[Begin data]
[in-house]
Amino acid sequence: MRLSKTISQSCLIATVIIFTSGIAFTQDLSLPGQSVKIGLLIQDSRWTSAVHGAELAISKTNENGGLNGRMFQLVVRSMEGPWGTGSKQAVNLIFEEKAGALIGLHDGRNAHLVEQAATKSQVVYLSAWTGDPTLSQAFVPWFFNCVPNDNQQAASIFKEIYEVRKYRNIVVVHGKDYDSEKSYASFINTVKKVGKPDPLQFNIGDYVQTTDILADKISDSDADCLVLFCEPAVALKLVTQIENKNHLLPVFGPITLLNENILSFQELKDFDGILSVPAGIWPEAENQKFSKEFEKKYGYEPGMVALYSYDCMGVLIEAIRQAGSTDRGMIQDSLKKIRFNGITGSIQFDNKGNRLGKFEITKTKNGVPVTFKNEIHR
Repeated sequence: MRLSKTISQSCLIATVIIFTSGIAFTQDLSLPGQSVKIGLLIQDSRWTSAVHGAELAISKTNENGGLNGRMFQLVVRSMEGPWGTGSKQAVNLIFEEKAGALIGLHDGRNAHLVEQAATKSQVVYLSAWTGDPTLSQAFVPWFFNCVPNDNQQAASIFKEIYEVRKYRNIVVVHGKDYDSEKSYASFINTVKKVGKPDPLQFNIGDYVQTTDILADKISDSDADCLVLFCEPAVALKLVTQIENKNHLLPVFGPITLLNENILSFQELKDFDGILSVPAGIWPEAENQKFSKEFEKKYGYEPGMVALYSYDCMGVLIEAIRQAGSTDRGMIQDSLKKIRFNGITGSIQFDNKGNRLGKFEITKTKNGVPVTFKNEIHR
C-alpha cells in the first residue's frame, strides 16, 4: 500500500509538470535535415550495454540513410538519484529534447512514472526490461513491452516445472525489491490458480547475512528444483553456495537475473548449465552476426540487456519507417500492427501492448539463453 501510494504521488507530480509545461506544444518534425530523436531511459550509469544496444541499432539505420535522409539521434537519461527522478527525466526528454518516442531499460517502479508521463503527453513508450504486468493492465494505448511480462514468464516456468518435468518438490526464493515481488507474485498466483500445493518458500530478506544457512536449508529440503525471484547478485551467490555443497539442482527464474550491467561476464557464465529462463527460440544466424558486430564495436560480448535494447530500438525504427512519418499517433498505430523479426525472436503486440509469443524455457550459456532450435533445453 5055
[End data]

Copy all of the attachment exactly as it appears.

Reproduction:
[in-house]
Amino acid sequence: MRLSKTISQSCLIATVIIFTSGIAFTQDLSLPGQSVKIGLLIQDSRWTSAVHGAELAISKTNENGGLNGRMFQLVVRSMEGPWGTGSKQAVNLIFEEKAGALIGLHDGRNAHLVEQAATKSQVVYLSAWTGDPTLSQAFVPWFFNCVPNDNQQAASIFKEIYEVRKYRNIVVVHGKDYDSEKSYASFINTVKKVGKPDPLQFNIGDYVQTTDILADKISDSDADCLVLFCEPAVALKLVTQIENKNHLLPVFGPITLLNENILSFQELKDFDGILSVPAGIWPEAENQKFSKEFEKKYGYEPGMVALYSYDCMGVLIEAIRQAGSTDRGMIQDSLKKIRFNGITGSIQFDNKGNRLGKFEITKTKNGVPVTFKNEIHR
Repeated sequence: MRLSKTISQSCLIATVIIFTSGIAFTQDLSLPGQSVKIGLLIQDSRWTSAVHGAELAISKTNENGGLNGRMFQLVVRSMEGPWGTGSKQAVNLIFEEKAGALIGLHDGRNAHLVEQAATKSQVVYLSAWTGDPTLSQAFVPWFFNCVPNDNQQAASIFKEIYEVRKYRNIVVVHGKDYDSEKSYASFINTVKKVGKPDPLQFNIGDYVQTTDILADKISDSDADCLVLFCEPAVALKLVTQIENKNHLLPVFGPITLLNENILSFQELKDFDGILSVPAGIWPEAENQKFSKEFEKKYGYEPGMVALYSYDCMGVLIEAIRQAGSTDRGMIQDSLKKIRFNGITGSIQFDNKGNRLGKFEITKTKNGVPVTFKNEIHR
C-alpha cells in the first residue's frame, strides 16, 4: 500500500509538470535535415550495454540513410538519484529534447512514472526490461513491452516445472525489491490458480547475512528444483553456495537475473548449465552476426540487456519507417500492427501492448539463453 501510494504521488507530480509545461506544444518534425530523436531511459550509469544496444541499432539505420535522409539521434537519461527522478527525466526528454518516442531499460517502479508521463503527453513508450504486468493492465494505448511480462514468464516456468518435468518438490526464493515481488507474485498466483500445493518458500530478506544457512536449508529440503525471484547478485551467490555443497539442482527464474550491467561476464557464465529462463527460440544466424558486430564495436560480448535494447530500438525504427512519418499517433498505430523479426525472436503486440509469443524455457550459456532450435533445453 5055